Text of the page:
# Integers (int) has no maximum limit in Python3

Python2 has two integer type, `int`

and `long`

, but Python3 has only `int`

.

`int`

in Python3 is equivalent to `long`

in Python2, and there is no limit on the maximum value. It is possible to handle as large value as memory is available.

Here, the following contents will be described.

`int`

and`long`

in Pyhton2`int`

in Python3

## int and long in Pyhton2

Python2 has plain integers `int`

and long integers `long`

.

The maximum possible value of `int`

can be get with `sys.maxint`

. The minimum value (the largest negative value) is `-sys.maxint-1`

.

`sys.maxint`

is at least `2**31-1`

, and on a 64-bit environment it is `2**63-1`

.

`long`

has no maximum / minimum limit.

## int in Python3

`int`

in Python3 corresponds to `long`

in Python2, and there is no maximum / minimum limit.

The sys.maxint constant was removed, since there is no longer a limit to the value of integers. However, sys.maxsize can be used as an integer larger than any practical list or string index. It conforms to the implementation’s “natural” integer size and is typically the same as sys.maxint in previous releases on the same platform (assuming the same build options). What’s New In Python 3.0 — Python 3.8.4 documentation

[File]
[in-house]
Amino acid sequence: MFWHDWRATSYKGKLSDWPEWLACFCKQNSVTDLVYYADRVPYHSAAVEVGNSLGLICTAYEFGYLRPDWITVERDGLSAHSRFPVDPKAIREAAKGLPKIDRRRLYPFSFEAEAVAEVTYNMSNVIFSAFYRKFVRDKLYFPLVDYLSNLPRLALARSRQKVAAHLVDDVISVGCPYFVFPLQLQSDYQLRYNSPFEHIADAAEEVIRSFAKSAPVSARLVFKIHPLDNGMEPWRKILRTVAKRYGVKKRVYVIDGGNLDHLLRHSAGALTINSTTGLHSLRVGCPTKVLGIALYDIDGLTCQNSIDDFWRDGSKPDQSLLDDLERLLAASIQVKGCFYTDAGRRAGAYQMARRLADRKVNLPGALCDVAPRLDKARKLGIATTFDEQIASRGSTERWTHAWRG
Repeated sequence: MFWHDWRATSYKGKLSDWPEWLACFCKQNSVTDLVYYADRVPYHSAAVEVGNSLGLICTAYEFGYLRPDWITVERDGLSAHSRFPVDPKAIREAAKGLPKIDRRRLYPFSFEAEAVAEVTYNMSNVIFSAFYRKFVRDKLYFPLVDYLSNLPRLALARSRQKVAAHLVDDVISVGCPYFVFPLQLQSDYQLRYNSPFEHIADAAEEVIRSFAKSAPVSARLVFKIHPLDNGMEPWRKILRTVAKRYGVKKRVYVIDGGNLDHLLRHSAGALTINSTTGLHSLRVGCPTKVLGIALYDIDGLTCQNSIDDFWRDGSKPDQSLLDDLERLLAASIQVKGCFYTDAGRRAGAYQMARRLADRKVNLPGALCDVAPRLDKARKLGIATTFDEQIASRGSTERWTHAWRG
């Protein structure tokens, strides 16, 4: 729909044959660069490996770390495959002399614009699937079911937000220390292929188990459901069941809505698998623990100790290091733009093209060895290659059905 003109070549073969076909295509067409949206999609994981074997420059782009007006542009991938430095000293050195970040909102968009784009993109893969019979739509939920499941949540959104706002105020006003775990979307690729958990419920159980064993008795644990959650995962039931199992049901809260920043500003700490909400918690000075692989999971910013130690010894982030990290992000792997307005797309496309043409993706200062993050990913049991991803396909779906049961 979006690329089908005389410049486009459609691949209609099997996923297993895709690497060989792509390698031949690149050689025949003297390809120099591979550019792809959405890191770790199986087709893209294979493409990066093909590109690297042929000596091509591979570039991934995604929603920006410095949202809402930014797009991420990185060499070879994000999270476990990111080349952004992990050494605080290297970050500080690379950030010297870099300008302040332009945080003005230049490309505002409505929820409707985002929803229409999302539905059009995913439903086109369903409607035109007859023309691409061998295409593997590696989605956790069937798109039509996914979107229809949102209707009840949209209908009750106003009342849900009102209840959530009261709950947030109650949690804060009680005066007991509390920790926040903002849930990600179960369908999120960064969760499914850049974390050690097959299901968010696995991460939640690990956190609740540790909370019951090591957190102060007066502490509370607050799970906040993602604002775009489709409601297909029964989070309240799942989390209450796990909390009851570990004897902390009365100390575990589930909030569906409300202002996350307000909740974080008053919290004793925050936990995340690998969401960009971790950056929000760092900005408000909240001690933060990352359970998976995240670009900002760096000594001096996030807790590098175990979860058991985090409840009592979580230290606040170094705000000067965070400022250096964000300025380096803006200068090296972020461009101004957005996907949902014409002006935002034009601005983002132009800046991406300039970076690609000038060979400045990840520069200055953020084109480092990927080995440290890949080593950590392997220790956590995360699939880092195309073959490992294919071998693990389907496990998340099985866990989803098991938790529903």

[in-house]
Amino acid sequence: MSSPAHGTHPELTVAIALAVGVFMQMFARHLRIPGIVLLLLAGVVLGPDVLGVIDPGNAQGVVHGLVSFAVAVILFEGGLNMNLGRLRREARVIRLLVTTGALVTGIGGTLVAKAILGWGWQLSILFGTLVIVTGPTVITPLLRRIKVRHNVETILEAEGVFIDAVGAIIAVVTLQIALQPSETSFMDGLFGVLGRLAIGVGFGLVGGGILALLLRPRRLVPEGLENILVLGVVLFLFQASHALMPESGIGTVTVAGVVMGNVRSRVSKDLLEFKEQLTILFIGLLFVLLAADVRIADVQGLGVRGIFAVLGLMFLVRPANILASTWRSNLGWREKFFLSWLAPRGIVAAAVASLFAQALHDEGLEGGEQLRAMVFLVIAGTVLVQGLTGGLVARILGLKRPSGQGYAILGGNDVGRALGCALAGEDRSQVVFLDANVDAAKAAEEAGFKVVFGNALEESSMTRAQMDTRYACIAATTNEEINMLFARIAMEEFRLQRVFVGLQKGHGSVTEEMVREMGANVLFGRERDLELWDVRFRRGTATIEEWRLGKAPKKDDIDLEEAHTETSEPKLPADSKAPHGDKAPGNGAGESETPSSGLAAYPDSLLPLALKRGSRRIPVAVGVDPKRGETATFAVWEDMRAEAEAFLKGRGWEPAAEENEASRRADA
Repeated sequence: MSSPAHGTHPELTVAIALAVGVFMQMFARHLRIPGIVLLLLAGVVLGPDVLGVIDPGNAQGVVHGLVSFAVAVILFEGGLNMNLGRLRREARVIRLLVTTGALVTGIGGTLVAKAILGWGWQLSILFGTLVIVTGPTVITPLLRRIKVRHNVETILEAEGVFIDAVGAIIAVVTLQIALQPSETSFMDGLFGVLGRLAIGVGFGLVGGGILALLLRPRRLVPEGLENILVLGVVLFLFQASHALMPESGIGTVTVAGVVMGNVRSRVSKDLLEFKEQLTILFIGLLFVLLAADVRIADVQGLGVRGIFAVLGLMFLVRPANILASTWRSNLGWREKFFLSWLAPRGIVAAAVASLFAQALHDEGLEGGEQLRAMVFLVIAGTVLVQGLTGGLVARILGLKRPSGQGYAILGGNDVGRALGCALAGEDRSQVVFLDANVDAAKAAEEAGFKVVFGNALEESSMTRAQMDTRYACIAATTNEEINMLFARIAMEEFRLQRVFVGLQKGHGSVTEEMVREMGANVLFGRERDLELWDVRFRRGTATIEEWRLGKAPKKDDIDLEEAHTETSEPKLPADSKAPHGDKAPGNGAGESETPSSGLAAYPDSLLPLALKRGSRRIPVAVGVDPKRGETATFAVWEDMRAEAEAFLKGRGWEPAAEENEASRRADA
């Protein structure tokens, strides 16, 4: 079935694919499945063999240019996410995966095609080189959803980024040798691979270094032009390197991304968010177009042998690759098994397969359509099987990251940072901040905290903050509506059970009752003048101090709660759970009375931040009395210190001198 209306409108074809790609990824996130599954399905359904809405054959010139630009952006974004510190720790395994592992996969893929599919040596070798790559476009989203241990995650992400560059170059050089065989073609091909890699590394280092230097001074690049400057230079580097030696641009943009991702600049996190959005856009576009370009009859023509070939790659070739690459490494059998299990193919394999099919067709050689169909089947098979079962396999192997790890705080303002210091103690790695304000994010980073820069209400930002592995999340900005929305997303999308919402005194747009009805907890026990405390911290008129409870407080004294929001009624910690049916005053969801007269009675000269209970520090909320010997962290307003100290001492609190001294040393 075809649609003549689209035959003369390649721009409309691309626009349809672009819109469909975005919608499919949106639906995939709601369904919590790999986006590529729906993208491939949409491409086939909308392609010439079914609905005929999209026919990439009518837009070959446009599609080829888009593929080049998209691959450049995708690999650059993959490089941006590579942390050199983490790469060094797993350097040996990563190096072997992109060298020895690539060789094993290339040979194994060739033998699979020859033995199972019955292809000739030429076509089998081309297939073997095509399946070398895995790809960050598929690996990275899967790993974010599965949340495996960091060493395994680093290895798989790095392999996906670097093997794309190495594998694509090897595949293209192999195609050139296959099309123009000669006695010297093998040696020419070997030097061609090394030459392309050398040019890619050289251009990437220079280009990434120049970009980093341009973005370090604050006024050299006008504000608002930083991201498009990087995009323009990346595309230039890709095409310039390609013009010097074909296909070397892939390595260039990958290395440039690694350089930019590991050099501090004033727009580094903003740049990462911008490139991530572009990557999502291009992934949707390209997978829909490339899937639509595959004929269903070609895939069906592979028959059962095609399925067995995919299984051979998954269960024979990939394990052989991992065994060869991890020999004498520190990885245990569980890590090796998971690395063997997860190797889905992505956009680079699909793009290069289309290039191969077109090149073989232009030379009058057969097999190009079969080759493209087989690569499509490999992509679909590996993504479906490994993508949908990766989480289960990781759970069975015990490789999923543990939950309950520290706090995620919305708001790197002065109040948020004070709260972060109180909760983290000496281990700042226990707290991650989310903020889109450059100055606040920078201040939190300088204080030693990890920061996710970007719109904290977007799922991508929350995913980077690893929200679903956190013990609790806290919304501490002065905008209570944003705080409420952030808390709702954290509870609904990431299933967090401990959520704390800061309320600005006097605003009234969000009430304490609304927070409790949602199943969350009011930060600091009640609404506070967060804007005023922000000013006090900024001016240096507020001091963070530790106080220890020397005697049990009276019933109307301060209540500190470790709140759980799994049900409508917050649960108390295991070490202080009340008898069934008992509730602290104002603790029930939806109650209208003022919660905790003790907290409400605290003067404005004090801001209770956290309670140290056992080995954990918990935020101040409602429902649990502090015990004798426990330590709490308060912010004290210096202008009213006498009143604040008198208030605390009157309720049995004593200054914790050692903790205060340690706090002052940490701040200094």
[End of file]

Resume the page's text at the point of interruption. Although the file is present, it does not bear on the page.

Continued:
In Python3, `sys.maxint`

has been removed, and `sys.maxsize`

has been added.

`sys.maxsize`

is `2**31-1`

on a 32-bit environment and `2**63-1`

on a 64-bit environment, like `sys.maxint`

in Python2.

```
import sys
print(sys.maxsize)
# 9223372036854775807
print(type(sys.maxsize))
# <class 'int'>
print(sys.maxsize == 2**63 - 1)
# True
```

Converted to binary and hexadecimal numbers with `bin()`

and `hex()`

, `sys.maxsize`

is expressed as follows.

```
print(bin(sys.maxsize))
# 0b111111111111111111111111111111111111111111111111111111111111111
print(hex(sys.maxsize))
# 0x7fffffffffffffff
```

`sys.maxsize`

is not the maximum possible value of `int`

, and it is possible to handle larger values as memory is available.

```
i = 10**100
print(i)
# 10000000000000000000000000000000000000000000000000000000000000000000000000000000000000000000000000000
print(i > sys.maxsize)
# True
```

The floating-point number `float`

has `inf`

representing infinity. `inf`

is judged to be larger than any value of `int`

.

```
print(float('inf'))
# inf
print(i > float('inf'))
# False
```